In the wake of the terrorist bombing of the CIA, number one suspect Nicholas Brody (Damian Lewis) has become an international fugitive. What the Agency doesn’t know, but highly suspects, is that he was helped out of the country by his nemesis-slash-lover, Carrie Mathison (Claire Danes), whose volatile mental state continues to jeopardize her career. Meanwhile, old hand Saul Berenson (Mandy Patinkin) is made interim director of the CIA and tasked to keep it relevant after such a devastating failure. With so many agents killed in the attack, Saul has limited resources, not to mention firebrand politician Andrew Lockhart (Tracy Letts) breathing down his neck. But he also has a plan to strike back at his country’s enemies.

To say the least, season three gets off to a rocky start. Brody is missing in action, Saul’s likeability slips, and a subplot involving Brody’s daughter Dana (Morgan Saylor) goes on way too long. Also, the show’s credibility issues continue. Mathison’s cat-with-nine-lives act as a legitimate CIA operative increasingly strains credulity — there’s no way her intelligence career lasts this long — and Danes’ erratic performance misses as often as it hits. Also, spoiler alert, but pregnancy subplot? Argh.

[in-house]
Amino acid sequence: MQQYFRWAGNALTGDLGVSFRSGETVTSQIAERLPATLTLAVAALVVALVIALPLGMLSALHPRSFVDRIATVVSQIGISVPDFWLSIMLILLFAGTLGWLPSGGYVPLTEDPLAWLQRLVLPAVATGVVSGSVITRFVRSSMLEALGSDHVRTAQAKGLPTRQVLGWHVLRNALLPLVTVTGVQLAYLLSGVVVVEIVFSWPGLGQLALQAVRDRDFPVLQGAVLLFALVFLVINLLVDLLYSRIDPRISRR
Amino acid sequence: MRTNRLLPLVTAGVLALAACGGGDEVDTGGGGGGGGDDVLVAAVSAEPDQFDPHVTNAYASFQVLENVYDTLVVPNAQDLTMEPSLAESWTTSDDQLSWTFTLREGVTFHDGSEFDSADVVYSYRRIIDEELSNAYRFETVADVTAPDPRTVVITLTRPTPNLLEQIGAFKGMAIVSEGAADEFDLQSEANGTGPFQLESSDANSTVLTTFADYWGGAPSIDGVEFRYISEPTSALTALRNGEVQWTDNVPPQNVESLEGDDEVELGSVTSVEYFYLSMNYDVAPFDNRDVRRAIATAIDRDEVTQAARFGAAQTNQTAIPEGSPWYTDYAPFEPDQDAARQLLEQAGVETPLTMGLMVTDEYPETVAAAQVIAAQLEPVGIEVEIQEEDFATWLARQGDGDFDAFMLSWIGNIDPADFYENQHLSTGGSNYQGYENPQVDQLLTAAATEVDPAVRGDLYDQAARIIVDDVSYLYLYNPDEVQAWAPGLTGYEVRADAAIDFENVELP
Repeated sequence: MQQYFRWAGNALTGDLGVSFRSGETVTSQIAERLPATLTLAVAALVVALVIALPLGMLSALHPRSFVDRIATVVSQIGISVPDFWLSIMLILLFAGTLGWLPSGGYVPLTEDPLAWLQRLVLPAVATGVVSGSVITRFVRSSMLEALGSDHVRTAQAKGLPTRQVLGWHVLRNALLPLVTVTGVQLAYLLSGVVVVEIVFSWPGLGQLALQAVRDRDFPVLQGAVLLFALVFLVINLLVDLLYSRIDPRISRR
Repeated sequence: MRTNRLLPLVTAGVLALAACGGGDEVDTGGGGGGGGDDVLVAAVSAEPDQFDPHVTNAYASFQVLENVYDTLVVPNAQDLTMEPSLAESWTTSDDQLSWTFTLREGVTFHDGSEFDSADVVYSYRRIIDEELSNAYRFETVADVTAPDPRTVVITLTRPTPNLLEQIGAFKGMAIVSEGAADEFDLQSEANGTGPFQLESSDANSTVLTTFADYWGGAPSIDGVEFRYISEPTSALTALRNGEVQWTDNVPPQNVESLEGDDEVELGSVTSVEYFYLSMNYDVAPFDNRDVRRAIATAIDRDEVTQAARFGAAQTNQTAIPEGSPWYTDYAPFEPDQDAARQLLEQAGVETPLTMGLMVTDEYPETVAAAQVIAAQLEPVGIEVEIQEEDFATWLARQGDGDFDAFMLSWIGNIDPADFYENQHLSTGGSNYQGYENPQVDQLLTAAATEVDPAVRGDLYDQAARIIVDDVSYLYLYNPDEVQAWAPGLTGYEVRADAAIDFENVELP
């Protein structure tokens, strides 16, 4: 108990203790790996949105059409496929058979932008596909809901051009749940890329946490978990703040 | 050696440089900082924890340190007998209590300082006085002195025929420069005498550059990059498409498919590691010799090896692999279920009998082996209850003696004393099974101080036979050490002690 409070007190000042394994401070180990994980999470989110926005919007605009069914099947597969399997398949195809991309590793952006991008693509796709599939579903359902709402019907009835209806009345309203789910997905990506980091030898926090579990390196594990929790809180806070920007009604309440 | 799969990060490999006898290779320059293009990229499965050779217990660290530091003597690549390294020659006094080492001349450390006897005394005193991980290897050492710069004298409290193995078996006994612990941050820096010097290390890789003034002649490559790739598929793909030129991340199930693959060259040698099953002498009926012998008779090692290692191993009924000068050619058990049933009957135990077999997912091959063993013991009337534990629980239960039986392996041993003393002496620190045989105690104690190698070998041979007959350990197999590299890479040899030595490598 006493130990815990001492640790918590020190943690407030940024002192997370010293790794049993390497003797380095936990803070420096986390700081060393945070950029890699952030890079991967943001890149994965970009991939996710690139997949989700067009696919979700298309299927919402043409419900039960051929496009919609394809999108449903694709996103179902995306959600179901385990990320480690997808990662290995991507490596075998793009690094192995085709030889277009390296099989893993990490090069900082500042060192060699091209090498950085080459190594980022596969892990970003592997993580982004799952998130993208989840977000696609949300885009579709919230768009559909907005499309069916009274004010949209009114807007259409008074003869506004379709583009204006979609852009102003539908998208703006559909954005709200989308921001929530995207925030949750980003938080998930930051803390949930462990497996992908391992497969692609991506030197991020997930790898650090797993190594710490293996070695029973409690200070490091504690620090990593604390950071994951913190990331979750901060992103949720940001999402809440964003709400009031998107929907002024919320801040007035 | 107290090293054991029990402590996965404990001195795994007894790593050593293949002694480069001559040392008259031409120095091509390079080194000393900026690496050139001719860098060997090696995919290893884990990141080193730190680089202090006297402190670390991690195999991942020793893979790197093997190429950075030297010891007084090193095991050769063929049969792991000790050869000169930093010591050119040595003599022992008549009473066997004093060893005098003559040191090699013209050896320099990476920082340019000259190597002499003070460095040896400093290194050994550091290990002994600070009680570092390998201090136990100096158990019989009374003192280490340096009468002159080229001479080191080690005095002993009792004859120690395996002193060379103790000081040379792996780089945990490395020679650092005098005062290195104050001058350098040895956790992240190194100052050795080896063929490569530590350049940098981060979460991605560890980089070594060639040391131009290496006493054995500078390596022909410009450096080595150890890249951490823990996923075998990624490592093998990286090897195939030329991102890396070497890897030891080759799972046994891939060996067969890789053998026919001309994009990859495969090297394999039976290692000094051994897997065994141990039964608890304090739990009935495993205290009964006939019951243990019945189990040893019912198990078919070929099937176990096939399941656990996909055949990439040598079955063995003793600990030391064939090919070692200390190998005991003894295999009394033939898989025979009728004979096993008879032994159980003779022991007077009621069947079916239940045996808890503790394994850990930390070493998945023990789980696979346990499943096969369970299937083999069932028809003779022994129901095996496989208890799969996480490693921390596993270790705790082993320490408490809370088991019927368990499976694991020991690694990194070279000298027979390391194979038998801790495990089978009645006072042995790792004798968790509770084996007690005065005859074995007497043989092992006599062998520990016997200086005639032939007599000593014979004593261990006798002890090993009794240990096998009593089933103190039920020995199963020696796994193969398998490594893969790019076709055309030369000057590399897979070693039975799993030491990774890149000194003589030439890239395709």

But this season learns the lesson that season two taught: it deploys the cast it needs, rather than the one it has. This means jettisoning most of the Brody family, which, with the exception of the tragically underused Morena Baccarin, isn’t missed. To replace them it makes the show’s spy world more robust, bringing in new characters Dar Adal (F. Murray Abraham) and Fara Sharazi (Nazanin Boniadi) to flesh out Saul’s staff, which also sees increased duties for a convincingly jaded Peter Quinn (Rupert Friend). Saul’s long-term strategy, once it reveals itself, takes over the season, propelling an impressively elaborate operation that would make George Smiley proud. And while the specific details of that operation are surely far-fetched, they unfold elegantly, making good use of Damian Lewis (once he returns), and effectively providing closure to the always-shaky Brody-Carrie romance, which was never all that convincing. About four or five episodes into the run, I found myself hooked on the narrative in a way that the earlier seasons never managed, I suspect partly because of the increased focus on Saul and his against-all-odds scheming, and partly because the show began to deviate from its comfortable patterns and evolve in a way that felt organic.